Benefits & Health Insurance

7 Common Health Insurance Mistakes People Make (and How to Avoid Them)

Yes, yes, we know that health insurance, prescription drug coverage and health savings plans can be confusing, especially if any part of your employee benefits program changes from year to year. Health insurance mistakes are common, but not difficult to avoid if you know how.

Mistake No. 1: You don’t know the four basic terms of health insurance (deductible, out-of-pocket maximum, copay and coinsurance) and what they mean to you.

Here are the facts:

  • Deductible: The amount you pay for health services before your insurance plan starts to pay.
  • Copay: A fixed amount (example: $20 for a doctor’s visit) you pay for healthcare services after you’ve paid your deductible.
  • Coinsurance: The percentage of costs of a healthcare service that you pay, like 20%, after you’ve paid your deductible.
  • Out-of-pocket Maximum: The most you have to pay for covered healthcare services in a plan year.

Mistake No. 2: You use an expired insurance ID card at the pharmacy, doctor’s office, lab or other medical provider.

Here are the facts:

  • If your health insurance benefits, drug coverage or any part of your benefits changed this year, you should receive new ID cards through your HR department or insurance carrier.
  • If your company offers BenefitsVIP and you need help getting a new ID card, contact your team for assistance.
  • You will likely have different ID cards for each kind of benefit you are enrolled in, like medical, dental, vision and prescription drugs. Note: sometimes medical insurance and prescription drugs use the same ID card, but sometimes they don’t.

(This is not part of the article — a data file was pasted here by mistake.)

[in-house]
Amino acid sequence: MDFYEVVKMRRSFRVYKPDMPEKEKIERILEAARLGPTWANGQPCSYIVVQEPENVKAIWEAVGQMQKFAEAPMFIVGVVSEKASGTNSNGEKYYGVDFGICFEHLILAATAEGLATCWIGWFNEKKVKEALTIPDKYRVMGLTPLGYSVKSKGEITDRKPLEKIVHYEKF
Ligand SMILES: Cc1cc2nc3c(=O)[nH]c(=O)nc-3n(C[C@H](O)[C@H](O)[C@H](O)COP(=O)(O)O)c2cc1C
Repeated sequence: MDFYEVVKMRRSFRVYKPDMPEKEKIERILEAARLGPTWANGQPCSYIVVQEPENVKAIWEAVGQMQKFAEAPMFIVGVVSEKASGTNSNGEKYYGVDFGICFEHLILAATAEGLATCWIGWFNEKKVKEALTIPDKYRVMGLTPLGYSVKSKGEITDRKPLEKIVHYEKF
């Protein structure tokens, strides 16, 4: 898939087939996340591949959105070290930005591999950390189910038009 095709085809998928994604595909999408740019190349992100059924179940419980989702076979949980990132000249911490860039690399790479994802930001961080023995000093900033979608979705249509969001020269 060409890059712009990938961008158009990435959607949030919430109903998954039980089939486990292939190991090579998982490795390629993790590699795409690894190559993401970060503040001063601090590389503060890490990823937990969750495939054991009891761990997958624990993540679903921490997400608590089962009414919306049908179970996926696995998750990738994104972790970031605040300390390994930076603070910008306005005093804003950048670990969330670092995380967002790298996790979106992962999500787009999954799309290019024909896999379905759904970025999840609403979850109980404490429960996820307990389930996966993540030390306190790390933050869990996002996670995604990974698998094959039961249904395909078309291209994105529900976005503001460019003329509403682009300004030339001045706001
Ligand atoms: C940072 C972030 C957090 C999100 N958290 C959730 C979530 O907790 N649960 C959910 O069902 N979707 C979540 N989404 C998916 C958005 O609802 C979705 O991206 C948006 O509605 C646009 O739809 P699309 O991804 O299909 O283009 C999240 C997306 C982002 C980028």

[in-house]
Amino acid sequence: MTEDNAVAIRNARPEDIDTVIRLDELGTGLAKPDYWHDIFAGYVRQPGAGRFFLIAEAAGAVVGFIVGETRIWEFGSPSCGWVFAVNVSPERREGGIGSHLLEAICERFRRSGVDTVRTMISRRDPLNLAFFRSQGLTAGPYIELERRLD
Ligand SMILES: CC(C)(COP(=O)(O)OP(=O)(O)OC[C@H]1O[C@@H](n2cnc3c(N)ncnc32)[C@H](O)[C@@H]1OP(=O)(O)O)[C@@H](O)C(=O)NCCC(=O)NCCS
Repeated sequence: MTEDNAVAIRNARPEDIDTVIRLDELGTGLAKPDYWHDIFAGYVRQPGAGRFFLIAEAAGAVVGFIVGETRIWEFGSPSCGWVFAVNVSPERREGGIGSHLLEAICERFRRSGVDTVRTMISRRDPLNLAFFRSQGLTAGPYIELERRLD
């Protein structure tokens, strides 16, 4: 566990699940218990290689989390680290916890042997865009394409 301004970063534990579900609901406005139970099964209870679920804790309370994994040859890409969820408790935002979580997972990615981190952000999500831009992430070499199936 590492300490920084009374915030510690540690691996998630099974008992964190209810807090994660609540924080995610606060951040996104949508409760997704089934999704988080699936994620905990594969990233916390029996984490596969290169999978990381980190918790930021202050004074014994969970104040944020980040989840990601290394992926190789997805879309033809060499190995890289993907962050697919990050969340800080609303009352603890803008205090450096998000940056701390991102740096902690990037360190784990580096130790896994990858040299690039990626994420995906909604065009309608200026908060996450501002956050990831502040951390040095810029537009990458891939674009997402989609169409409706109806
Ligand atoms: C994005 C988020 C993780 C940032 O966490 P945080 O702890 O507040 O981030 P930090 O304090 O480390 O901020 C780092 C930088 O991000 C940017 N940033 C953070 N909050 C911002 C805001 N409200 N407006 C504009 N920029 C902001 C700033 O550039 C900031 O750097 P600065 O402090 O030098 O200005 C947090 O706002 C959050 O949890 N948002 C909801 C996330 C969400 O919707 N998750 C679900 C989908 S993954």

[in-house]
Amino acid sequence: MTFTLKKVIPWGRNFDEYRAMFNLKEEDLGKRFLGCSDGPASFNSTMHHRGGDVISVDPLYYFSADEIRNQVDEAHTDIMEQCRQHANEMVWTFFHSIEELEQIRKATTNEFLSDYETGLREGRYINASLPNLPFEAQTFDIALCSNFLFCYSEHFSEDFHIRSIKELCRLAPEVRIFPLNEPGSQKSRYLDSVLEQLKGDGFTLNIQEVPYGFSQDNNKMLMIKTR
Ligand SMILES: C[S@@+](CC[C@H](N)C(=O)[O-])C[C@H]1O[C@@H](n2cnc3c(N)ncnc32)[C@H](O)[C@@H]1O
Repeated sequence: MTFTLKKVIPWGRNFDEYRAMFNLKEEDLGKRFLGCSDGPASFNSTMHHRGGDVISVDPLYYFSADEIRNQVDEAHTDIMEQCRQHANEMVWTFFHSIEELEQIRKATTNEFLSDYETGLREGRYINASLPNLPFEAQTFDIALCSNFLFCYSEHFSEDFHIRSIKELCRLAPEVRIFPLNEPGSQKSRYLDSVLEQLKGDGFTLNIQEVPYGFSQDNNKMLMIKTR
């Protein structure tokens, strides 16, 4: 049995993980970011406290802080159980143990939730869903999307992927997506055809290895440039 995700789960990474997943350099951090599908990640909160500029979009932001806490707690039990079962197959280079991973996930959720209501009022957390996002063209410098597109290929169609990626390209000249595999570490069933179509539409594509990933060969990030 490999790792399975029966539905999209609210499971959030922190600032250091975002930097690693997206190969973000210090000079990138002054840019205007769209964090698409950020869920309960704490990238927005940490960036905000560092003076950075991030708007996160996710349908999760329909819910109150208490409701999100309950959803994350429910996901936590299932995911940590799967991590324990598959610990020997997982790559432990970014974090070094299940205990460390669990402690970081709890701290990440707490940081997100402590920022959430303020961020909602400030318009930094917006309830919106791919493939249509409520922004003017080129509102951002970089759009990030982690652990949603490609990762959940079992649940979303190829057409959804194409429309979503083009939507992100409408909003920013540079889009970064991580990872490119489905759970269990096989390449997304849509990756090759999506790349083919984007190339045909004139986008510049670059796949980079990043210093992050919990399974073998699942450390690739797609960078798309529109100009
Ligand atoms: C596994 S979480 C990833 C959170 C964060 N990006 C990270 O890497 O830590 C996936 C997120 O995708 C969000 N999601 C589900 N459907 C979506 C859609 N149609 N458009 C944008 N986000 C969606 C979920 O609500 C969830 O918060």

• When you schedule a doctor’s visit, lab work or medical procedure, or get a prescription filled or refilled, make sure your provider and pharmacist know that your insurance has changed. And bring your new ID card to the appointment and pharmacy.

Mistake No. 3: Not knowing your insurance copay, deductible and coinsurance amounts.

Here are the facts:

  • Before you enroll in health insurance, you should receive a benefits guide (also called a summary), which explains your plan options as well as copay, deductible and coinsurance amounts and other important information.
  • The benefits guide/summary is also available through your HR department and health insurance carrier.
  • If you have access to online benefits enrollment technology (either through your employer or a health insurance exchange), your benefits copay, deductible and coinsurance amounts and other plan information will be listed under your account on the website.
  • Read your benefits guide/summary and keep it handy for future reference.

Mistake No. 4: You’re enrolled in a high-deductible health plan (HDHP) but you don’t know how it works.

Here are the facts:

  • If you don’t anticipate many medical expenses for the upcoming year, it may make sense to minimize your monthly insurance premiums and choose an HDHP.
  • Generally speaking, the higher the deductible of a health plan, the lower the monthly premium. (As we said above, the deductible is the amount you’ll pay out of pocket for medical expenses before your insurance pays anything).
  • An HDHP can be combined with a health savings account (HSA), allowing you to use the HSA for certain medical expenses with the money you contribute to it.
  • The money you contribute to a health savings account is tax free.